In Desperation, Italy's Leaders Could Turn to Berlusconi

Silvio Berlusconi depicted in a Ford Figo ad.
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Silvio Berlusconi depicted in a Ford Figo ad.

Two months after placing first in a vote but falling short of winning power, Italy's main center-left party is still divided over whether to swallow its animosity and consider a government with its scandal-plagued nemesis, Silvio Berlusconi.

Italy has been in limbo since a February election gave no bloc enough votes to govern alone. The center left won a majority in the lower house but not in the Senate, and a huge protest vote for the populist 5-Star Movement has split parliament three ways.

Center-left leader Pier Luigi Bersani has so far rebuffed repeated overtures from center-right leader Berlusconi to form a coalition, while failing in his own attempts to woo 5-Star leader Beppe Grillo to form an alliance. The result has been deadlock.

Some prominent members of Bersani's Democratic Party (PD) have started to challenge his approach, with Florence mayor Matteo Renzi urging him on Thursday either to agree to a coalition with Berlusconi or demand a new election.

PD deputy and former leader Dario Franceschini opened up to negotiations with Berlusconi in an interview with Corriere della Sera daily on Saturday, saying it was time for the PD to "abandon the superiority complex".

"Whether we like it or not, Italians have decided that (Berlusconi) is head of the right, a right who received almost the same amount of votes as us. It is him we need to speak to," Franceschini said.

He stopped short of backing Berlusconi's plan for a broad coalition, saying instead there was room to discuss a transitional government that could carry out pressing reforms for the economy, which is stuck in a deep recession.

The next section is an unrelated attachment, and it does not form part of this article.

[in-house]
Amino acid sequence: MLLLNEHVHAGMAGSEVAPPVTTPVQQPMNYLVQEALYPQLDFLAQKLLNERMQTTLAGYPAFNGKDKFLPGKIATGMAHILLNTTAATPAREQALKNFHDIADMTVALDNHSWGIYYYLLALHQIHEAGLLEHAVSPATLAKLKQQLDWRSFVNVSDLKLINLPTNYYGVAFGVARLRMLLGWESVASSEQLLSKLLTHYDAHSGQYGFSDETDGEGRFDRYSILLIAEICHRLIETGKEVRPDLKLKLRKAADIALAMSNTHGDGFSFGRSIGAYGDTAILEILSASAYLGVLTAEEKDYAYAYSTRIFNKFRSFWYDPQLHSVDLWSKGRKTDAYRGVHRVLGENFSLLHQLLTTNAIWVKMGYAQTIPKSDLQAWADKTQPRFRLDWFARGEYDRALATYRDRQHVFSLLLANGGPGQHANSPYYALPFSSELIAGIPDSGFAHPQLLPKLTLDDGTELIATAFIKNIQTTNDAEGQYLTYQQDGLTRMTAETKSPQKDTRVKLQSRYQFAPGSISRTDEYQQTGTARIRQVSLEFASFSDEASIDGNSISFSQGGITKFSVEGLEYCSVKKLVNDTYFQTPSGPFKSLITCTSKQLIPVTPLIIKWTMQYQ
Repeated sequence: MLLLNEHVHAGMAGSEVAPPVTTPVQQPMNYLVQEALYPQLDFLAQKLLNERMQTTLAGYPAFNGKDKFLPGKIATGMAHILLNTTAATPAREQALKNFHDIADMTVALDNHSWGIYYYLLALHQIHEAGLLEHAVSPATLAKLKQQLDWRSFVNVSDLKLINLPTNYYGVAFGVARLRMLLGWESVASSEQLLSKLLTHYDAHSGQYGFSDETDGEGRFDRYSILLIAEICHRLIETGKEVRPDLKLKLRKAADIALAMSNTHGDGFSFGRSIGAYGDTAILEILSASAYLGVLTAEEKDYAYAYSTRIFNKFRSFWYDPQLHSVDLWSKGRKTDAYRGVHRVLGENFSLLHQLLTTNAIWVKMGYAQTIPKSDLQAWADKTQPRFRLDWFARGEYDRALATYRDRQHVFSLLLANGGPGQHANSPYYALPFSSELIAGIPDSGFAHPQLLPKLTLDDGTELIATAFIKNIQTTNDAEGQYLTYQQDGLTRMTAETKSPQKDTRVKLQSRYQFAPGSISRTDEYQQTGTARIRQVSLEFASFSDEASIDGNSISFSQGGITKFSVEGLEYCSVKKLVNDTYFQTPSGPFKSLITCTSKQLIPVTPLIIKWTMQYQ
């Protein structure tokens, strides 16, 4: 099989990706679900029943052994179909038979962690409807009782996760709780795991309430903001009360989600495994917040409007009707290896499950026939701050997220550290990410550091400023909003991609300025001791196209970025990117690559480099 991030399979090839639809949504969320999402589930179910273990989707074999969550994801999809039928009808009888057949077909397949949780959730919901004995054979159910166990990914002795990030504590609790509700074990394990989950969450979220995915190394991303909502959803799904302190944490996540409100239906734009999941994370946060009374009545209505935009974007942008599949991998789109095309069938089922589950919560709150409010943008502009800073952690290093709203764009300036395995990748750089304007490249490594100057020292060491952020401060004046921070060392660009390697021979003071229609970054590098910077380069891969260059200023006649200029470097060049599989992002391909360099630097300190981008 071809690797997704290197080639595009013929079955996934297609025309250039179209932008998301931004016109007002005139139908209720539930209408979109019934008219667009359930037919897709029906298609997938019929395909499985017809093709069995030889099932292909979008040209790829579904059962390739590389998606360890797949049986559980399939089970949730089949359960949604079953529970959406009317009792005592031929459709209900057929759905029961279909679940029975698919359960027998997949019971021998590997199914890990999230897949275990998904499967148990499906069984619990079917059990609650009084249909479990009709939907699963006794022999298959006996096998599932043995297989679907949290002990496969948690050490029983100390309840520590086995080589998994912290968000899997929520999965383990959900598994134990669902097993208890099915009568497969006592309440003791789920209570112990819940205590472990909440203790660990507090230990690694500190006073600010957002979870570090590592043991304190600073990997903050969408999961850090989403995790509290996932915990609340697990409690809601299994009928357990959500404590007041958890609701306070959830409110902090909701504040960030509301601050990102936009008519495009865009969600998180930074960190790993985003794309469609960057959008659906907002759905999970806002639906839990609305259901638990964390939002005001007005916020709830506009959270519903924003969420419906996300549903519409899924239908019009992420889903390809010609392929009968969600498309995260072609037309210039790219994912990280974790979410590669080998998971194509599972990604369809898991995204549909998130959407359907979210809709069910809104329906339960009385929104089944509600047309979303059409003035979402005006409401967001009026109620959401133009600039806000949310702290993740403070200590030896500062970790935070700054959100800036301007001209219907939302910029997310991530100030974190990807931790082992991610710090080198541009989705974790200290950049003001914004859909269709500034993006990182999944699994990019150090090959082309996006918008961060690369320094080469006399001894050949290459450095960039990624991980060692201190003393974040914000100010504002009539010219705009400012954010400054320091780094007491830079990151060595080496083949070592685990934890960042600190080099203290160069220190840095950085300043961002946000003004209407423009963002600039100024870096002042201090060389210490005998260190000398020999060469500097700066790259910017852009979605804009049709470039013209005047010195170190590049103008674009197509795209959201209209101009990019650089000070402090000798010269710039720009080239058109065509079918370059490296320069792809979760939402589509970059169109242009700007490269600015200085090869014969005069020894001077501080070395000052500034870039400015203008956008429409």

Echoing Franceschini's views, the head of the PD in the lower house, Roberto Speranza, told Corriere on Sunday that Berlusconi's legitimacy comes from the votes he receives, which he said can't be considered "second class votes".

The comments in favor of dialogue with Berlusconi, whose multiple trials and sex scandals have left him discredited in the eyes of many politicians, prompted other members of the PD to reaffirm their opposition to any kind of discussion with his People of Freedom (PDL) party.

Absolute Closure

Senator Laura Puppato said on her web site that suggestions of forming a government with Berlusconi were "a catastrophe for Italy and for the PD".

Another PD Senator, Felice Casson, said on Saturday the party must show "absolute closure" to Berlusconi.

"We can't allow ourselves to have anything to do with him for all that he represents," Italian news agency ANSA quoted him as saying during a party conference.

Former prime minister Berlusconi was forced from power in 2011 by a mounting debt crisis. The 76-year-old media billionaire is appealing against a conviction for tax fraud and is accused of paying for sex with a minor in a separate case.

But he is once-more a key player on Italy's political scene, with recent polls showing his centre-right alliance could come out on top in any new election.

On Saturday he said his party was ready to present eight bills to parliament, including a proposal to abolish a hated housing tax, in an attempt to seize the initiative despite the deadlock.

Prominent members of Berlusconi's PDL have welcomed the more open approach of some center-left lawmakers.

"Only Bersani and a group of faithful are still anchored to a strategy that makes no sense," said Renato Brunetta, the PDL's lower house leader. "The rest of the PD is asking about possible solutions to the deadlock...for them too the moment for dialogue with the PDL has arrived."